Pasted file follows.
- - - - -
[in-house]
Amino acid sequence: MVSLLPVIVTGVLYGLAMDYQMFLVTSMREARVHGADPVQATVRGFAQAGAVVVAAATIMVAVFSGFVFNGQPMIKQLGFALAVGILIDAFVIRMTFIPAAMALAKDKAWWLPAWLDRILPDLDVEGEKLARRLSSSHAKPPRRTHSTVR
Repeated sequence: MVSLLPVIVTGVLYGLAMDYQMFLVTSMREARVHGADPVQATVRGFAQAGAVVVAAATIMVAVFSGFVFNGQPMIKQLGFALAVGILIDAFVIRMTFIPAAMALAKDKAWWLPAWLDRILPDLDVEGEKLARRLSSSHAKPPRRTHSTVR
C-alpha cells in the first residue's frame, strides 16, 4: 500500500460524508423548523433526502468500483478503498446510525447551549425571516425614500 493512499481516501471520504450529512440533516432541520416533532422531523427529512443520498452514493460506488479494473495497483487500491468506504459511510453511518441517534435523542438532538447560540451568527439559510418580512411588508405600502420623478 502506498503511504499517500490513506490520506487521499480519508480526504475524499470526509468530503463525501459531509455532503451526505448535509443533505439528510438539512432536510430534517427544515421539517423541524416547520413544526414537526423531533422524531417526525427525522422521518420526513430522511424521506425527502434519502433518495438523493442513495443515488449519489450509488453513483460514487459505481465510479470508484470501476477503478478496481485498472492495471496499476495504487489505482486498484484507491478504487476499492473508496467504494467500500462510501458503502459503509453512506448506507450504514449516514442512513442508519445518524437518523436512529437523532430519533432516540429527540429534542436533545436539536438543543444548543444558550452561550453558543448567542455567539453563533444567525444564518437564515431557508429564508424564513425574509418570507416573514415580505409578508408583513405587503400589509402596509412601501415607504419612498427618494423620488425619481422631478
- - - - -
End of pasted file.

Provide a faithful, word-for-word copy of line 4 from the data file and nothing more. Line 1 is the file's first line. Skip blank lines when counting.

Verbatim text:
C-alpha cells in the first residue's frame, strides 16, 4: 500500500460524508423548523433526502468500483478503498446510525447551549425571516425614500 493512499481516501471520504450529512440533516432541520416533532422531523427529512443520498452514493460506488479494473495497483487500491468506504459511510453511518441517534435523542438532538447560540451568527439559510418580512411588508405600502420623478 502506498503511504499517500490513506490520506487521499480519508480526504475524499470526509468530503463525501459531509455532503451526505448535509443533505439528510438539512432536510430534517427544515421539517423541524416547520413544526414537526423531533422524531417526525427525522422521518420526513430522511424521506425527502434519502433518495438523493442513495443515488449519489450509488453513483460514487459505481465510479470508484470501476477503478478496481485498472492495471496499476495504487489505482486498484484507491478504487476499492473508496467504494467500500462510501458503502459503509453512506448506507450504514449516514442512513442508519445518524437518523436512529437523532430519533432516540429527540429534542436533545436539536438543543444548543444558550452561550453558543448567542455567539453563533444567525444564518437564515431557508429564508424564513425574509418570507416573514415580505409578508408583513405587503400589509402596509412601501415607504419612498427618494423620488425619481422631478